What is resettlement?

Resettlement is a tool to provide international protection and meet the specific needs of refugees. It is a durable solution for refugees as well as a demonstration of international solidarity and responsibility-sharing. 

UNHCR defines resettlement as involving “the selection and transfer of refugees from a State in which they have sought protection to a third State another State which has agreed to admit them - as refugees - with permanent residence status[1]”. The status provided ensures protection against refoulement, provides for rights similar to those enjoyed by nationals, and constitues a pathway towards citizenship in the resettlement country.

When voluntary repatriation and local integration - the other two durable solutions for refugees - are difficult to attain, especially in protracted refugee situations, resettlement may be the only feasible option to provide effective protection and meet the needs of refugees whose life, liberty, safety, health or other fundamental rights are at risk in the country where they initially sought protection.

Equally, resettlement constitutes a tangible tool to demonstrate international solidarity and share responsibility for refugee protection, relieving pressure on countries hosting large numbers of refugees.

Through resettlement, refugees are granted access to civil, political, economic, social, and cultural rights similar to those enjoyed by the nationals of the resettling country. The status and rights conferred on resettled refugees vary depending on the receiving country.

Resettlement in the European Union (EU) forms a core aspect of the external dimension of the EU asylum policy. In the EU context, resettlement involves the selection and transfer of eligible refugees from a country outside the EU to an EU Member State. Member States jointly define common resettlement priorities, develop funding instruments, and exchange operational support through dedicated structures such as the European Asylum Support Office (EASO). Member States’ cooperation in the field of resettlement has significantly increased and a political agreement between the European Parliament and the Council of the European Union on a Union Resettlement Framework is expected to be reached by May 2018.  For more information on resettlement in Europe, see the pages of this website.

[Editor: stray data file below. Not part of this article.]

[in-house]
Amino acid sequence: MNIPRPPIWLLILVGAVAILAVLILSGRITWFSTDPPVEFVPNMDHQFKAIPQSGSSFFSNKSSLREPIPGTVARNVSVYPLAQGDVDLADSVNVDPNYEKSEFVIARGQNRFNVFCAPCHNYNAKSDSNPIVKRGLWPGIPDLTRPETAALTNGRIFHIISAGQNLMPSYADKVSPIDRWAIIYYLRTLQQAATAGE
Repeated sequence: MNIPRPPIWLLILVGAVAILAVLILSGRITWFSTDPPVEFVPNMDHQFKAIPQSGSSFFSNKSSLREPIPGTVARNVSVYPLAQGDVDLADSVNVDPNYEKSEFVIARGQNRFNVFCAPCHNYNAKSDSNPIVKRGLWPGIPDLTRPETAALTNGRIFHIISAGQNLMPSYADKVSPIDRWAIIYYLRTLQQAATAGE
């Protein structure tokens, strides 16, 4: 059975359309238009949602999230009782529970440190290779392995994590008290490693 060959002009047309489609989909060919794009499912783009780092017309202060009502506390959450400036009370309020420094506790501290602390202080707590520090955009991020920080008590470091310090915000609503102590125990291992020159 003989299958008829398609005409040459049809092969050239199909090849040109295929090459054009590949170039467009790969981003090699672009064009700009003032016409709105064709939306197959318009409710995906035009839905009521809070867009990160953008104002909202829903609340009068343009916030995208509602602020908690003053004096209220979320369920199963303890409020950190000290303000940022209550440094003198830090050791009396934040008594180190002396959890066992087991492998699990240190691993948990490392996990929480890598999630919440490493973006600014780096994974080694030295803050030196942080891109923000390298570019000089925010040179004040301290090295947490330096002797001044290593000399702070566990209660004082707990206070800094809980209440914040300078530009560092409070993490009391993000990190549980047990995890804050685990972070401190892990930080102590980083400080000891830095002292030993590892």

In the EU, resettlement should not be confused with relocation, which refers to the movement of persons in need of international protection from one EU Member State to another EU Member State. It is an intra-EU process, in which Member States help one or more countries to cope with the pressure of receiving a rapid increse in the arrival of asylum seekers by agreeing to relocate a number of persons seeking protection, meeting certain criteria. Relocation is an expression of internal EU solidarity and responsibility sharing, particularly with those countries at the external borders of the European Union that are most affected by rapid increases in the arrival of asylum seekers.

In 2015, the Council of the European Union, following on from two Proposals by the European Commission, adopted Council Decision (EU) 2015/1523 and Council Decision (EU) 2015/1601 , establishing a temporary and exceptional relocation mechanism over a two-year period. The mechanism foresaw the relocation of a total of 160,000 persons in clear need of international protection from Greece and Italy to other EU Member States, based on a mandatory distribution key. As of 26 March 2018, a little over 34,000 asylum seekers had been relocated from Greece and Italy to other EU Member States which take responsibility for their asylum claim.

 

Annual Tripartite Consultations on Resettlement (ATCR)

Resettlement builds on the collaboration between a variety of actors. Launched in 1995, the Annual Tripartite Consultations on Resettlement (ATCR) aim to enhance the cooperation between governments, NGOs, and UNHCR and help shape collaborative approaches to global resettlement. ATCR provides a dedicated forum to engage multiple stakeholders in an open and constructive discussion on a range of policy and procedural matters, including advocacy, capacity building, and operational support. Thus, the ATCR contributes to increasing the transparency of the resettlement process and encourages concerned stakeholders to join forces and resources and advance innovative solutions to resettlement. The event involves government representatives from resettlement States, NGOs involved in refugee resettlement, intergovernmental and international organisations, and UNHCR. With a view to expanding the resettlement base, the ATCR has been open to observers from States hosting Emergency Transit Facilities, potential or emerging resettlement States, and States interested in the resettlement process. The ATCR is held in Geneva and, in recent years, has taken place in July.